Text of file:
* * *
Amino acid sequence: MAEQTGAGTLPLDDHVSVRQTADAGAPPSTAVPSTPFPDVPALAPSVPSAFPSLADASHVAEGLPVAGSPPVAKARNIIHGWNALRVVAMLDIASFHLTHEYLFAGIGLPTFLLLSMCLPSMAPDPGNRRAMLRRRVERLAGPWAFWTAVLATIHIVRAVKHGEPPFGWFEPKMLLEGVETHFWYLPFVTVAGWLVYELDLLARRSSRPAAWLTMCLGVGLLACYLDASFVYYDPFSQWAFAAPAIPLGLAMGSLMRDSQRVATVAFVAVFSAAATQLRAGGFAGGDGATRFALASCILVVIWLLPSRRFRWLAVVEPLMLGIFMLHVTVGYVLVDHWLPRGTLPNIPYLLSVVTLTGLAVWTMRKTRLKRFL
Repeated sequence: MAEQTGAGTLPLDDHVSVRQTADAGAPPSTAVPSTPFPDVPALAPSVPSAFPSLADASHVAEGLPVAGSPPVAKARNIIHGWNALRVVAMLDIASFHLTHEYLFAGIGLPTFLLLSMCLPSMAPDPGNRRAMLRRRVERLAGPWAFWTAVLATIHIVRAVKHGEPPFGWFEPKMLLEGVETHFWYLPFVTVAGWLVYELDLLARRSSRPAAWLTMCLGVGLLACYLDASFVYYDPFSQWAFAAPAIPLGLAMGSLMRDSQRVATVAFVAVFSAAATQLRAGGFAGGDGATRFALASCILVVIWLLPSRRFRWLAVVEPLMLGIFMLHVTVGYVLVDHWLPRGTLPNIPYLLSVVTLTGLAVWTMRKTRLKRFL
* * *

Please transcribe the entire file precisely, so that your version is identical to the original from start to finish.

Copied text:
Amino acid sequence: MAEQTGAGTLPLDDHVSVRQTADAGAPPSTAVPSTPFPDVPALAPSVPSAFPSLADASHVAEGLPVAGSPPVAKARNIIHGWNALRVVAMLDIASFHLTHEYLFAGIGLPTFLLLSMCLPSMAPDPGNRRAMLRRRVERLAGPWAFWTAVLATIHIVRAVKHGEPPFGWFEPKMLLEGVETHFWYLPFVTVAGWLVYELDLLARRSSRPAAWLTMCLGVGLLACYLDASFVYYDPFSQWAFAAPAIPLGLAMGSLMRDSQRVATVAFVAVFSAAATQLRAGGFAGGDGATRFALASCILVVIWLLPSRRFRWLAVVEPLMLGIFMLHVTVGYVLVDHWLPRGTLPNIPYLLSVVTLTGLAVWTMRKTRLKRFL
Repeated sequence: MAEQTGAGTLPLDDHVSVRQTADAGAPPSTAVPSTPFPDVPALAPSVPSAFPSLADASHVAEGLPVAGSPPVAKARNIIHGWNALRVVAMLDIASFHLTHEYLFAGIGLPTFLLLSMCLPSMAPDPGNRRAMLRRRVERLAGPWAFWTAVLATIHIVRAVKHGEPPFGWFEPKMLLEGVETHFWYLPFVTVAGWLVYELDLLARRSSRPAAWLTMCLGVGLLACYLDASFVYYDPFSQWAFAAPAIPLGLAMGSLMRDSQRVATVAFVAVFSAAATQLRAGGFAGGDGATRFALASCILVVIWLLPSRRFRWLAVVEPLMLGIFMLHVTVGYVLVDHWLPRGTLPNIPYLLSVVTLTGLAVWTMRKTRLKRFL